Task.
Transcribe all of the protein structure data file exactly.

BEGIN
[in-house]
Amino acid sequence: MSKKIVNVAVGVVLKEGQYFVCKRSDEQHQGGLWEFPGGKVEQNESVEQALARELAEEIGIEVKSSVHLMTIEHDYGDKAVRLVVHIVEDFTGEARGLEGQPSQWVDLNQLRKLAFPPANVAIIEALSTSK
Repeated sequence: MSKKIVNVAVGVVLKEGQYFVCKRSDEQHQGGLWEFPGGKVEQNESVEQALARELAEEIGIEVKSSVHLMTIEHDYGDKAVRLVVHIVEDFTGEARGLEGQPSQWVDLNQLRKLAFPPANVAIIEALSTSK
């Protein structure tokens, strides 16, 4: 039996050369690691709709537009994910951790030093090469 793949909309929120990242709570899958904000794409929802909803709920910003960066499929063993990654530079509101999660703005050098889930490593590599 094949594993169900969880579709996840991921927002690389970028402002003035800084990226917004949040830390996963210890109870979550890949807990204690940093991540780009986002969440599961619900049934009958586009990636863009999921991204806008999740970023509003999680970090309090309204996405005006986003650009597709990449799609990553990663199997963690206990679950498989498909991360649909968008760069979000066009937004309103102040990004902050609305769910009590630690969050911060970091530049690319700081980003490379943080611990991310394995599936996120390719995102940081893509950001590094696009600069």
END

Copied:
[in-house]
Amino acid sequence: MSKKIVNVAVGVVLKEGQYFVCKRSDEQHQGGLWEFPGGKVEQNESVEQALARELAEEIGIEVKSSVHLMTIEHDYGDKAVRLVVHIVEDFTGEARGLEGQPSQWVDLNQLRKLAFPPANVAIIEALSTSK
Repeated sequence: MSKKIVNVAVGVVLKEGQYFVCKRSDEQHQGGLWEFPGGKVEQNESVEQALARELAEEIGIEVKSSVHLMTIEHDYGDKAVRLVVHIVEDFTGEARGLEGQPSQWVDLNQLRKLAFPPANVAIIEALSTSK
């Protein structure tokens, strides 16, 4: 039996050369690691709709537009994910951790030093090469 793949909309929120990242709570899958904000794409929802909803709920910003960066499929063993990654530079509101999660703005050098889930490593590599 094949594993169900969880579709996840991921927002690389970028402002003035800084990226917004949040830390996963210890109870979550890949807990204690940093991540780009986002969440599961619900049934009958586009990636863009999921991204806008999740970023509003999680970090309090309204996405005006986003650009597709990449799609990553990663199997963690206990679950498989498909991360649909968008760069979000066009937004309103102040990004902050609305769910009590630690969050911060970091530049690319700081980003490379943080611990991310394995599936996120390719995102940081893509950001590094696009600069």